Pharmaceutical company Pfizer Australia is under fire from the Australian Competition and Consumer Commission for alleged anti-competitive conduct.
The ACCC has filed proceedings in the Federal Court alleging that Pfizer Australia engaged in misuse of its market power and exclusive dealing in relation to its supply of atorvastatin to pharmacies in contravention of the Competition and Consumer Act 2010.
Atorvastatin is a cholesterol lowering pharmaceutical product, sold by Pfizer under the brand name Lipitor.
The ACCC reports that for a number of years Lipitor was the highest selling prescription medicine under the Pharmaceutical Benefits Scheme.
Pfizer had a patent protection for the drug until May 2012. Before that time it was prescribed to over one million Australians, with annual sales exceeding $700m, the ACCC said.
The ACCC alleges that in early 2012, Pfizer offered “significant” discounts and the payment of rebates previously accrued on sales of Pfizer’s Lipitor, if pharmacies acquired a minimum volume of up to 12 months’ supply of Pfizer’s generic atorvastatin product.
The ACCC alleges that the offers were first made prior to Pfizer’s loss of patent protection for atorvastatin, during which time other suppliers of generic medicines could not compete.
ACCC chairman Rod Sims said in a statement that the ACCC alleges Pfizer engaged in this conduct for the purpose of deterring or preventing competitors from engaging in competitive conduct.
“Deterring anti-competitive conduct is an ACCC enforcement priority because of the harm that it can cause to the competitive process and ultimately to consumers, particularly with such a widely used product,” he said.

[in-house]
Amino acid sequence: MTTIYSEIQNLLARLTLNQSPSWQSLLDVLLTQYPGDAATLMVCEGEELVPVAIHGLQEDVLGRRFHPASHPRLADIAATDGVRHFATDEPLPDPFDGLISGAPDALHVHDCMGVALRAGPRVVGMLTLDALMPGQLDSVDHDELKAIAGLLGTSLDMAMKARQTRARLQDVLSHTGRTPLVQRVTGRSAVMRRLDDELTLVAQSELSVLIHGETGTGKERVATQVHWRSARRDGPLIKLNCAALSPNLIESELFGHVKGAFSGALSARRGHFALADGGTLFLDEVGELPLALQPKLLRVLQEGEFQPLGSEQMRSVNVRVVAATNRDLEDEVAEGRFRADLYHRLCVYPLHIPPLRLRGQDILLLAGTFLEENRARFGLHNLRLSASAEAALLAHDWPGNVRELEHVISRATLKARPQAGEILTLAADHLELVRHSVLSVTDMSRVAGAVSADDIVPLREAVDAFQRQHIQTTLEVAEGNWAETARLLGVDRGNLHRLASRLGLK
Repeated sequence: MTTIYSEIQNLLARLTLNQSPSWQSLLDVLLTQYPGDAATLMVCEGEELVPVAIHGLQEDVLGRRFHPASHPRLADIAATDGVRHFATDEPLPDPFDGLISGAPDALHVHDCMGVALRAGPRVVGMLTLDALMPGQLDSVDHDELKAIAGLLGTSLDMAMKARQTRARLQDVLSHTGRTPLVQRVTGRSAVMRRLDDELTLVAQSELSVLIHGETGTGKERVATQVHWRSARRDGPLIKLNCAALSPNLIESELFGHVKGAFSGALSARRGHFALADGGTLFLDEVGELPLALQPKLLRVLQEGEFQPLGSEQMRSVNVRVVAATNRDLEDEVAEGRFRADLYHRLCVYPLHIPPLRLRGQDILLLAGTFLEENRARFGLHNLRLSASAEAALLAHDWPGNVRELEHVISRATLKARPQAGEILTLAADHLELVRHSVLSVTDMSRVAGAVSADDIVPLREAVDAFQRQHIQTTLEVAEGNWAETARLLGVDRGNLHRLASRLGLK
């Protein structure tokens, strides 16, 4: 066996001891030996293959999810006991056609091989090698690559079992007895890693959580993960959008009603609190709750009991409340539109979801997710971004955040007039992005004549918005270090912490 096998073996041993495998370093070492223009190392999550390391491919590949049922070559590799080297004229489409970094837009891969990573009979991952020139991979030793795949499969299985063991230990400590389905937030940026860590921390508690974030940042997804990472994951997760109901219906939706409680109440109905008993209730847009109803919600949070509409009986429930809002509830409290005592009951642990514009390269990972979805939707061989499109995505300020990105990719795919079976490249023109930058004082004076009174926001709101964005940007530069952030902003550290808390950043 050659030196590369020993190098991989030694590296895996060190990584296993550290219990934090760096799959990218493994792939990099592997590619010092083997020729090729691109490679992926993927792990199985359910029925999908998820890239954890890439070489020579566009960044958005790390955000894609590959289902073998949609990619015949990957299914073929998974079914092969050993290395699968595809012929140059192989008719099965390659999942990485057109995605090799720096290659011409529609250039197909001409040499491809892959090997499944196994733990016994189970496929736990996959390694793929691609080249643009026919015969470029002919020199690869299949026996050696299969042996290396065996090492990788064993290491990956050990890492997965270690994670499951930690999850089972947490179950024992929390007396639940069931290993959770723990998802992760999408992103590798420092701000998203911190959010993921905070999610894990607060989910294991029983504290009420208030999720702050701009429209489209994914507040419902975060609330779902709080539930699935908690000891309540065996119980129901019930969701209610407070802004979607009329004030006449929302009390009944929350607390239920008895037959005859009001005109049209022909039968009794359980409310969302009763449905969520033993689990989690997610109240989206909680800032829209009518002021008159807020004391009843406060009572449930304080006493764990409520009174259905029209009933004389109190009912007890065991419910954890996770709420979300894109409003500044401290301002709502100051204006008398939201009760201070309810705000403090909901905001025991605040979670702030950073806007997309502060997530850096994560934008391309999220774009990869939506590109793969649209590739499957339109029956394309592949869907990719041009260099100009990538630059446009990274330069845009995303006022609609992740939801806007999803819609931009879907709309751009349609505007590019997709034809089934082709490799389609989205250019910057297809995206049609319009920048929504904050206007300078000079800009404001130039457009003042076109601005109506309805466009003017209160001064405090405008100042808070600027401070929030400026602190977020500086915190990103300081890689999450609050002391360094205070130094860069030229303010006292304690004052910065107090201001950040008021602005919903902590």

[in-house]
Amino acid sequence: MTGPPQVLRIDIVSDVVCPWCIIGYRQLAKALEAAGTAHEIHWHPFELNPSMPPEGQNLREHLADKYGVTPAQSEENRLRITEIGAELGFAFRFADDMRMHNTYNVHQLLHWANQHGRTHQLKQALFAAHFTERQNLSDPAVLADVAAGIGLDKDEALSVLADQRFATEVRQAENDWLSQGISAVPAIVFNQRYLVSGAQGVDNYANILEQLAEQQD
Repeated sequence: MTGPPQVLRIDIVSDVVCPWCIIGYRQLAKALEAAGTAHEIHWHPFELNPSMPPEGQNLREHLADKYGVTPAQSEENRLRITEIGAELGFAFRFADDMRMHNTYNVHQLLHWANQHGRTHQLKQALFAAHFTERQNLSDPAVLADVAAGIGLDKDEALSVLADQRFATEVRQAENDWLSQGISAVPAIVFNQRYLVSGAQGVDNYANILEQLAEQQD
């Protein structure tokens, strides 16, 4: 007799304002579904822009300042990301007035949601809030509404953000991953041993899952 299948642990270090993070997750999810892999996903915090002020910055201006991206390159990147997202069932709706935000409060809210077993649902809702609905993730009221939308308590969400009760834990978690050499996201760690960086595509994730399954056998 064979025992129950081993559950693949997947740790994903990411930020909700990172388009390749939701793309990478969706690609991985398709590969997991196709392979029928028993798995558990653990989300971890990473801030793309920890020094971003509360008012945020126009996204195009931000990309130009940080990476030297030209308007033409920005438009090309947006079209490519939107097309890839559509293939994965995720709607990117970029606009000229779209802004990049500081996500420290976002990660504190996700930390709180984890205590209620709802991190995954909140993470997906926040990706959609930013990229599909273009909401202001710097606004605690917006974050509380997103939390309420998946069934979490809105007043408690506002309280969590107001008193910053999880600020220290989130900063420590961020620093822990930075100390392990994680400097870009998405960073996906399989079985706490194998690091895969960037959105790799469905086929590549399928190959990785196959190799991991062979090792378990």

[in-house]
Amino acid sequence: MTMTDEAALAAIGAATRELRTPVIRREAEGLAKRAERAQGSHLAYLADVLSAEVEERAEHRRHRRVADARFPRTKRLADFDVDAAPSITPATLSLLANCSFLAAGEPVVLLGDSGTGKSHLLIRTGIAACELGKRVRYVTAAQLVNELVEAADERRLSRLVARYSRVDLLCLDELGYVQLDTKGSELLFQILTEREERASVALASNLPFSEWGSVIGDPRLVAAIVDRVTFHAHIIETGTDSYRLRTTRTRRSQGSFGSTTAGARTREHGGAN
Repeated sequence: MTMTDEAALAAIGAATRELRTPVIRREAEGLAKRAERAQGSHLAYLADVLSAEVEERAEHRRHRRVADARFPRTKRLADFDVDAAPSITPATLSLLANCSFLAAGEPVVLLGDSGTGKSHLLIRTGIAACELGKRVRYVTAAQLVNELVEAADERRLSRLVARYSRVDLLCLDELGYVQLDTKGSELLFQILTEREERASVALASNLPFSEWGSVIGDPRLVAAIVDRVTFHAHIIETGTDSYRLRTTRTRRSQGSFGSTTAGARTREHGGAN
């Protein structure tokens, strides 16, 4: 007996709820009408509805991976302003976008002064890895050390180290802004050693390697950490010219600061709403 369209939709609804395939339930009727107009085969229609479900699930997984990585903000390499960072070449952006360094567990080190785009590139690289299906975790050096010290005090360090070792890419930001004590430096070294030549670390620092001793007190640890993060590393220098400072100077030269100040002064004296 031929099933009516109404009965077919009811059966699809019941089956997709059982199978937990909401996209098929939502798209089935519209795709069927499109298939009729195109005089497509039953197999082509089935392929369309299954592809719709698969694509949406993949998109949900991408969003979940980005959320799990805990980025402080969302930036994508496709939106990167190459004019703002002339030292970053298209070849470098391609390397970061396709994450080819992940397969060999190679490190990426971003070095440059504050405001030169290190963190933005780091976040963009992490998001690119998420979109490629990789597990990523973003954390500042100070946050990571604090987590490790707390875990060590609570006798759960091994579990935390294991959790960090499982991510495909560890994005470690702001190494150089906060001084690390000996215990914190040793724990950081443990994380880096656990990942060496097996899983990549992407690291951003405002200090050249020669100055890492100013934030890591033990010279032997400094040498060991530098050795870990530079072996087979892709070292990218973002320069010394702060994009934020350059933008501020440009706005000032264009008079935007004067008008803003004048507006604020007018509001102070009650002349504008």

“This case also raises an important public interest issue regarding the conduct of a patent holder nearing the expiry of that patent and what constitutes permissible competitive conduct.”
The ACCC is seeking pecuniary penalties, declarations and costs, with a directions hearing set for March 18 in the Federal Court, Sydney.
Pfizer issued a statement to say it does “not ordinarily comment on matters that are before the Court”.
“Pfizer believes strongly that the offers referred to by the ACCC were competitive. We will vigorously defend the proceedings. As the matter is before the court, it is inappropriate for us to comment further.”
The news comes amid preparations for the federal government’s “root and branch” review of the competition law.
Small Business Minister Bruce Billson issued a statement saying the federal government would “keep a close eye on the ACCC’s case against Pfizer for its alleged misuse of market power ahead of an independent ‘root and branch’ review of competition law”.
“As part of the ‘root and branch’ review of competition law the independent panel will look at claims that the misuse of market power provision isn’t living up to the expectations that the law makers had at the time of its introduction,” the statement said.
“As a government we have made it clear we want competition based on merit not on muscle and competition law and policy settings that ensure that efficient business, big and small can prosper.”
The ACCC’s move to act against Pfizer Australia reflects similar action it took in late 2013 where it filed proceedings against Colgate, Cussons and Woolworths over an alleged laundry detergent cartel.
The Pharmaceutical Society of Australia declined to comment on the case at this stage.